In the final quarter of 2019, Audi South Africa introduced the second generation A1 into the local market. We recently spent a few days driving the Audi A1 35 TFSI and share some of our impressions here.

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New appearance

The most obvious change on the second generation A1 is the styling. A1 V2.0 has changed significantly from its predecessor. The A1 Sportback, to give its proper name, has grown by 56 mm in length now measuring 4 030 mm; 43 mm of that total has been added between the front and rear axles. The width has remained almost the same at 1 740 mm while the height is just 1 410 mm.

Audi has often come under fire for its samey-samey designs, so the completely redesigned, and immediately recognisable, new look A1 is a breath of fresh air. Just over thirteen and half thousand units of the first A1 were sold in SA, a great deal of those, seemingly, in the Cape Town area so it was easy find an older shape car to park alongside for a visual comparison. The new car’s stance is squatter and less rotund, it’s far sportier.

Read our Audi RS4 Avant driving impression here.

New inside, too

Its fresh external appearance is accompanied by a completely new look interior. The facia is angled ever so slightly towards the driver. A fully digital instrument cluster with a high-resolution 8,8-inch display is standard on the smallest Audi. A touchscreen infotainment display and the air vent strip on the front passenger side are integrated into an area in black glass look – very stylish. Speaking of the infotainment system, it offers a full suite of connectivity and can be controlled by remote switches on the steering wheel.

The expansion of exterior dimensions, as well as increased wheelbase, has helped create an interior that is more spacious than before. While rear legroom has increased a touch, luggage volume has expanded by 65 litres. Normal capacity is 335 litres which increases to 1 090 litres with the rear seats folded flat.

A high-riding A1 City Carver was added to the portfolio late last year, read more here.

Auto transmissions and turbo power

Audi has kept the local A1 line-up quite simple in terms of powertrains. There are no manual gearbox options. All engines are mated with dual-clutch automated transmissions. Models carrying the “30” badge have a 1,0-litre engine (85 kW/200 N.m) similar to that found in the VW T-Cross (which we reviewed recently). 35 TFSI versions, like the test unit we drove, are fitted with a 1,5-litre powerplant that delivers 110 kW/250 N.m. Top of the range “45” derivatives boast a 2,0-litre motor with 147 kW/320 N.m. All the engines are turbocharged petrol units.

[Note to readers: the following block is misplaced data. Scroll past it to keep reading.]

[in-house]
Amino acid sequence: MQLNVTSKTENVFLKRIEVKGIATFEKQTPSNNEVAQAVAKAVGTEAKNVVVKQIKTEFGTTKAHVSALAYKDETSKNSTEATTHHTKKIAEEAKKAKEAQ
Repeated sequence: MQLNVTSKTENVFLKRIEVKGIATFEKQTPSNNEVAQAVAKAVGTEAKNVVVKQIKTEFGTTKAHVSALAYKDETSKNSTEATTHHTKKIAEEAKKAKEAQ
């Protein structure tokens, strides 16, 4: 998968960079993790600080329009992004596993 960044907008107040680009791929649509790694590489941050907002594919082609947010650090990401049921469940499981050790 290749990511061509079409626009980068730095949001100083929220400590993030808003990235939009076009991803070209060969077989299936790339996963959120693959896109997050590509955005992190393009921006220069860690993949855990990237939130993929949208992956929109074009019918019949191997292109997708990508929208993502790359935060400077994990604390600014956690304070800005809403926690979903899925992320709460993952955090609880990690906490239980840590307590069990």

You can read our Audi Q3 review here.

On the road

The Audi A1 35 TFSI variant is the mid-point of the range is, so an ideal introduction for our first encounter. There is more than enough grunt from the 1,5-litre four-cylinder engine. Torque begins to swell from just above idle speed and builds to a plateau pretty quickly. As with most small turbocharged engines there isn’t much character in the way it goes about it its business. The seven-speed transmission shuffles between gears without too much need for driver interference. If there is one point of criticism, is that the auto stop/start system is a quick to turn off the engine but isn’t as swift to re-ignited the fires. So there can be moments where you spend a fraction longer than expected at junctions or fresh green traffic lights.

The Audi A1 35 TFSI is commendable from a ride and handling perspective. It feels a tad sportier and more planted than its VW Polo platform would suggest. Our test unit was fitted with larger, 17-inch alloys and these make their presence known over sharper road imperfections. Other than that the A1 will not leave you wincing at every bump in the road.


As an entry point to the world of Audi ownership, the A1 has done a great job. There are many people who can now consider “buying up” into an Audi thanks to entry-level models such as the A1 and Q2. Sales of the first generation attest to that fact. Sharing parts with other models from the VW Group has also helped keep pricing to an acceptable (by modern SA standards) level.

The Audi A1 35 TFSI proved to be an impressive model that has the hallmarks of its larger siblings (stylish appearance, high-quality interior, modern conveniences, high-tech powertrain) but at a lower price point. Considering Audi’s five-year Freeway Plan, which takes care of almost all maintenance bar tyres and fuel, is standard and you have an attractive option in this premium hatch segment.

Model: Audi A1 35 TFSI Advanced

Price: R454 800

Engine: 1,5-litre turbocharged inline four

Transmission: seven-speed DSG, FWD

Max power: 110 kW

Max torque:  250 N.m

Top speed: 222 km/h

0-100 km/h: 7,7 sec

Fuel consumption: 5,1 L/100 km